When visiting anywhere on a limited time period, decisions have to be made about where to go and what to do. Dublin is no exception but fortunately for those who like museums, many are in a short walking distance from each other. Sandwiched between Trinity College and St Stephen’s Green and flanking the Irish Houses of Parliament are the Natural History Museum, the National Museum of Ireland, the National Library and the National Gallery of Ireland.
The National History Museum which is nicknamed the ‘Dead Zoo’ by locals is quite a shock with old glass cases full of stuffed animals. It really is a step back in time and has changed little since it was opened in 1857.
It offers quite a surreal experience as you wander between the old glass cases with the only noise being the creaking floorboards. The quietness was only broken by the arrival of a school party who were told very strictly not to make any noise.
We smiled to the teacher as we passed and she apologised if we were being disturbed. If we were disturbed it was not the children but rather the eyes of hundreds of dead animals watching us moving to the exit.
The National Museum of Ireland was a more conventional museum with attractive displays of archaeological treasures that provides plenty of insights into Irish ancient past and cultures. Major highlights are the prehistoric gold ornaments, artefacts from Ireland’s early Christian Monasteries, displays about Viking Ireland and the slightly gruesome Ice Age bog body.
Part of the National Gallery of Ireland was closed but we had a very pleasant coffee in the airy and bright café and had a quick walk around the masterpiece section which included works by Van Gogh, Rembrandt, Picasso and Vermeer. More of a surprise was a portrait of talk show host and celebrity Graham Norton looking very serious and quite rugged.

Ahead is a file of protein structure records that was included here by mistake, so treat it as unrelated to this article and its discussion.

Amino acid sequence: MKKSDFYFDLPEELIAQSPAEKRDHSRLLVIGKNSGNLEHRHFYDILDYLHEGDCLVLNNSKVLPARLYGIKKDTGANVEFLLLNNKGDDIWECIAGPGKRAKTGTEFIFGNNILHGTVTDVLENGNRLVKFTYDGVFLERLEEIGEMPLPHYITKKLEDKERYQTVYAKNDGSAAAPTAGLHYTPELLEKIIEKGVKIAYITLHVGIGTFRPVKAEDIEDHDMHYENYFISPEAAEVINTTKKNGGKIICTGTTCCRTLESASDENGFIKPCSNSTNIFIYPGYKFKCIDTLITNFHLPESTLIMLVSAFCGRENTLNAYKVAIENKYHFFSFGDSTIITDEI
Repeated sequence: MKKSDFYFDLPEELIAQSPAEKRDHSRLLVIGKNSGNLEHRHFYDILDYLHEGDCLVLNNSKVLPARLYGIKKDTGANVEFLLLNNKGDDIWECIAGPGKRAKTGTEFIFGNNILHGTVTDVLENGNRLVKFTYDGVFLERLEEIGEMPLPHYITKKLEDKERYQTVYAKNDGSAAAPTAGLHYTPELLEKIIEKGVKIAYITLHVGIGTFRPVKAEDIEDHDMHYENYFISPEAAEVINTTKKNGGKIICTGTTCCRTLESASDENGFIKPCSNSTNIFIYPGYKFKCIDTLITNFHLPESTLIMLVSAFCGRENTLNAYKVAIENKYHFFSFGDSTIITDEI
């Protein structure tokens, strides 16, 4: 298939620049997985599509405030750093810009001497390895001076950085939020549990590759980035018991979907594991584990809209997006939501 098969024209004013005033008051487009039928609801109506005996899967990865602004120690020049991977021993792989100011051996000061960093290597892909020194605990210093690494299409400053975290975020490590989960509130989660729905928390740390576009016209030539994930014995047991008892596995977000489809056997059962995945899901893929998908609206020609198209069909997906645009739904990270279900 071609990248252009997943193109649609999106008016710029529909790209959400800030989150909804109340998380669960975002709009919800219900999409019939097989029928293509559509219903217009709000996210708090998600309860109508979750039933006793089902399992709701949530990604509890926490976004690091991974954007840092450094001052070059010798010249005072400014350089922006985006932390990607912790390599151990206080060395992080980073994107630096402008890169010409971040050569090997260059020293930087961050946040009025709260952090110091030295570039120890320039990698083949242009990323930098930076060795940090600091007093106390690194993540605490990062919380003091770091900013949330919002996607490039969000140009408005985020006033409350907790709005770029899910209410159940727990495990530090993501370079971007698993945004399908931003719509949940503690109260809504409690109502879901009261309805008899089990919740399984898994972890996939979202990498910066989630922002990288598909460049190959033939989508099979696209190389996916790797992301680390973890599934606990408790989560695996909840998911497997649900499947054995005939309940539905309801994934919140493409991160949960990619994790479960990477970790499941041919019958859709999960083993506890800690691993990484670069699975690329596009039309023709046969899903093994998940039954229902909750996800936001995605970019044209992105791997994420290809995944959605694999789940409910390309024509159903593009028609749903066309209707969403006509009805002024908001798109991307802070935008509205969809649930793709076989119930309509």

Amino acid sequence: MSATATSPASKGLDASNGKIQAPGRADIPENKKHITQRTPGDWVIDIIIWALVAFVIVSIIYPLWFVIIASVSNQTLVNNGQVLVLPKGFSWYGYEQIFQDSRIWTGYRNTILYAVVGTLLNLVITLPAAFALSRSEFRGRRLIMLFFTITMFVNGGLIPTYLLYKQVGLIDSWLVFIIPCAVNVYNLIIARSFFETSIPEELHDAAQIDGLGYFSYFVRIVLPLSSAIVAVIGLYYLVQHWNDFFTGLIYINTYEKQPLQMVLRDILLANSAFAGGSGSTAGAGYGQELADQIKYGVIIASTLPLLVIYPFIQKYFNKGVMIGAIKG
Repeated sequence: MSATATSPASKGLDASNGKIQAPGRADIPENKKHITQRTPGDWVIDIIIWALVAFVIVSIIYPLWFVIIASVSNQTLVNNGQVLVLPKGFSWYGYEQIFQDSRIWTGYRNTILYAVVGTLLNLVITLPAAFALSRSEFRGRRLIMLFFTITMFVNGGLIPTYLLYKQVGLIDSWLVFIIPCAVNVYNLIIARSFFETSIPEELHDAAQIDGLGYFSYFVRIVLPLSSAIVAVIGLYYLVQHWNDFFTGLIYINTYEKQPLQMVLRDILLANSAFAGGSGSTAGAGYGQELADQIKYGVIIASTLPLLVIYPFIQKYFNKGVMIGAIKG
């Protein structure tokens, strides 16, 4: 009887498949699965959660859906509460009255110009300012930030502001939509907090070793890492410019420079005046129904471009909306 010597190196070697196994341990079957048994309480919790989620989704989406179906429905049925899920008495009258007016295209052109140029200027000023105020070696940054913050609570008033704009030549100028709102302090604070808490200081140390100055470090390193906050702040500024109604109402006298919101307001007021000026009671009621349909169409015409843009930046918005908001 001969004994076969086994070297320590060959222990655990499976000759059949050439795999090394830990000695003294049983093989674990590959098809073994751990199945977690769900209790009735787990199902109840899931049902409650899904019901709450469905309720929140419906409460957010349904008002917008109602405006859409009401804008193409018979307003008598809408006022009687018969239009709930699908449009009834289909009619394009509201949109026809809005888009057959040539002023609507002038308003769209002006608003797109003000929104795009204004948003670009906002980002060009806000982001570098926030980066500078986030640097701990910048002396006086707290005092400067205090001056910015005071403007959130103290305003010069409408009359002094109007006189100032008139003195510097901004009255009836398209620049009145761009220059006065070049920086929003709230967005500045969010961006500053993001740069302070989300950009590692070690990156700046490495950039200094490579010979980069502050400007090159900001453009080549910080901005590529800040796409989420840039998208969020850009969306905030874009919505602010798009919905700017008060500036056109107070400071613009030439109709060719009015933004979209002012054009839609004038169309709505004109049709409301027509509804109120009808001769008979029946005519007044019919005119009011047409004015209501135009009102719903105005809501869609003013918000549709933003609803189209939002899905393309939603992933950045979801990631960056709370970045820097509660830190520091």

An entertaining couple of hours were completed by a short trip to the National Library and a wander around their Yeats exhibition.
Whilst the museums and galleries had a limited amount of exhibits and works, this is to their credit. The small spaces in very attractive buildings allows the visitor to really get some idea of the establishment before culture fatigue set in. Another plus was that they all had free admission which is great if you are on a tight budget.
Old Fogies Travels are the adventures of two elderly Londoners (The Old Fogies) as they explore their home town and travel around the world looking out for the strange, unusual and absurd.
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